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iPad-Based Navigation Apps That Help Doctors In Surgery

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Medical centers and hospitals have shown increasing support for tablet devices such as the popular iPad. They are widely used by doctors in dispensing their diagnosis and treatment routines and surgeons in performing critical surgery procedures. Currently, iPad have many medical apps related to patient education, radiology images review and electronic medical data / record entry. The larger screen size and portability makes the device ideal to assist doctors and surgeons in many different and useful ways.

iPod Touch in the Surgery Room
Reports have been flashed in the news how a surgeon performed a pinless knee replacement surgery using an iPod-based navigation system which enabled him to check surgical incisions, base his surgical decisions and keeping a more accurate and precise instrument manipulation for less invasive work. The iPod Touch was encased in a sterile cradle where the surgeon can easily and conveniently check his surgical procedure from time to time. Probes were attached to the device which made millisecond calculations. An in-depth 3D view of the inside of the patient’s knee provided the surgeon a clear picture that he is in the right path for placing an implant in the knee.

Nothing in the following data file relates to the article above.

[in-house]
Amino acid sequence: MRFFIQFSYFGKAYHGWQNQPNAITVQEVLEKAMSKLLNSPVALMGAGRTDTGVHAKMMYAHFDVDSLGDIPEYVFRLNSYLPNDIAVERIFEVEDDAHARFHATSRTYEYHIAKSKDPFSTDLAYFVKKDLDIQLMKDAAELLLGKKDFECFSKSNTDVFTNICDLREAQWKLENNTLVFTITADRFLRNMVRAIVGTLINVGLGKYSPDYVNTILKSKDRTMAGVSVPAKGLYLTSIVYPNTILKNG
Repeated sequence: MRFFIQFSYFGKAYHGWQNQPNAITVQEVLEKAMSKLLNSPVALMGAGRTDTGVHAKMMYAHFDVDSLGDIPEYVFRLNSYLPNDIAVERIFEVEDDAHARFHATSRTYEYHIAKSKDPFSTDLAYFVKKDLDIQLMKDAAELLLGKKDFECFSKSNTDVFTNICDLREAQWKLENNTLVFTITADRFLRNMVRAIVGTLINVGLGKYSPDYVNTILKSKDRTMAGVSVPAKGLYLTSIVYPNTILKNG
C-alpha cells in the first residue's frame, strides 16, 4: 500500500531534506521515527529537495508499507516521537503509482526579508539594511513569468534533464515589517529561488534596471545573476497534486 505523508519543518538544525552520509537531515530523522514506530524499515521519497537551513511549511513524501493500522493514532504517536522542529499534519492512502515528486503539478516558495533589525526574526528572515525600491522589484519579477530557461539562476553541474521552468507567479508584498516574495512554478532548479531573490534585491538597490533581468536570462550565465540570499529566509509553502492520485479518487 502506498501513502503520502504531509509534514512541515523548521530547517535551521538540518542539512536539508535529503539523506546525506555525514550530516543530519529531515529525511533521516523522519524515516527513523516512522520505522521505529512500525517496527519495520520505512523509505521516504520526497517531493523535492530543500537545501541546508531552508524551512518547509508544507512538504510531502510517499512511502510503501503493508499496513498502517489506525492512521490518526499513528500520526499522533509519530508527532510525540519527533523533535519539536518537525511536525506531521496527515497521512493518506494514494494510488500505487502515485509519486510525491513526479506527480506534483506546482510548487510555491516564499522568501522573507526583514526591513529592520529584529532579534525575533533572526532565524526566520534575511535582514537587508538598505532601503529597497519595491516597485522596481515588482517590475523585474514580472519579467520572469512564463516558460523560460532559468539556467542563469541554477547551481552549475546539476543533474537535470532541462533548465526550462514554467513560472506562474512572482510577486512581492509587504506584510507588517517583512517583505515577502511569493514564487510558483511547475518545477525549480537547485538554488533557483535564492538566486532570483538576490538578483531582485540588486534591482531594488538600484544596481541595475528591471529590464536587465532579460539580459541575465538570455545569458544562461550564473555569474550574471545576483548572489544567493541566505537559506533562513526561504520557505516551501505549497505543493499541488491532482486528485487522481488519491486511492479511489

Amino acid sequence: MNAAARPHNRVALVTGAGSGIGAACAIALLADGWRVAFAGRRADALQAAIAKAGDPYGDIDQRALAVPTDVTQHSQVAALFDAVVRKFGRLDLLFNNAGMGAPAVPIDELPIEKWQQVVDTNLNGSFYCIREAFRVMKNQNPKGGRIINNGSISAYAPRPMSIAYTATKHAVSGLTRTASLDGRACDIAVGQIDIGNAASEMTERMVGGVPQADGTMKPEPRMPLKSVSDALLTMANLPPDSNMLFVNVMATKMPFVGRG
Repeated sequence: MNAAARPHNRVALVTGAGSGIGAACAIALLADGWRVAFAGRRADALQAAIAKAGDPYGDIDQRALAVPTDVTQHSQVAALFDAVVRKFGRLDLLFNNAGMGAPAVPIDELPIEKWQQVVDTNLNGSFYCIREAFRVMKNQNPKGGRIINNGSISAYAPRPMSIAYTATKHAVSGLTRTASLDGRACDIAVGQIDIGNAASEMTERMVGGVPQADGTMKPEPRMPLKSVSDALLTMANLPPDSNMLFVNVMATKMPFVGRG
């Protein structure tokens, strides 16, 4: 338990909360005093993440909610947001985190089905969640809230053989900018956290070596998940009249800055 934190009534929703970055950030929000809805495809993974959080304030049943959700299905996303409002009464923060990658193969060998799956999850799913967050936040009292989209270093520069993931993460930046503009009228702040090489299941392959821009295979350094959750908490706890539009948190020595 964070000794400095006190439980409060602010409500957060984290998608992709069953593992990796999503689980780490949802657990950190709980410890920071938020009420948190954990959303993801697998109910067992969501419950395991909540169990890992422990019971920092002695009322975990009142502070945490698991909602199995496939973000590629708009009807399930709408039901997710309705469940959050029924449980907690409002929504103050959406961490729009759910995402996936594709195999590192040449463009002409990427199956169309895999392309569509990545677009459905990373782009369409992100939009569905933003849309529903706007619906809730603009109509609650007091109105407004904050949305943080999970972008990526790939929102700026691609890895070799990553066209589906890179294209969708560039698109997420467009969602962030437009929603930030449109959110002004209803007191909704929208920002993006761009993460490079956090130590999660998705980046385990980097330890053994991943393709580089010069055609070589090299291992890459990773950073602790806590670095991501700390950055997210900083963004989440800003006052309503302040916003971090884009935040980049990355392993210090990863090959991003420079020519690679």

Traditionally, surgeons try to eyeball it until they get into the right placement position. With the iPod, the surgeon was able to take the correct path based on the device’s accurate measurements. The iPod’s navigation system allowed the surgeon to accurately target the intended area. iPod app’s surgical success owe it to the other instruments that were attached to it like the probes, an iPad and the navigating camera on wheels which provided the surgeon with precise visualization of where he is operating. While other navigation systems exist, most of them are big, hard to move around and expensive. iPads are also particularly helpful where the patient’s anatomy is difficult to see.

iPad in a Medical Setting
Apple might have not predicted the support it will get from the medical industry but the use of the device within the medical setting has incredibly reduced hospital administrative and medical costs; educated patients and created more eco-friendly clinics and offices. iPad applications developed for healthcare use include the Dash, a recently used app in knee surgery replacement; Heart Chart, which allows surgeons to document the surgery through graphics and text; Campbell’s Orthopedics which provides orthopedic surgical technique text and videos, and many more.

Dash Joint Replacement App
This application provides the portable navigation system that can run on devices like the iPod Touch and iPad designed to help orthopedic surgeons in performing hip joint or knee replacement surgery with high precision and accuracy. There are additional surgical and non-surgical equipment or devices required to be attached to the iPod / iPadfor use in the surgical room. Intended to enhance the benefits of traditional surgical navigation, this app is a cost-effective and convenient surgery tool to use.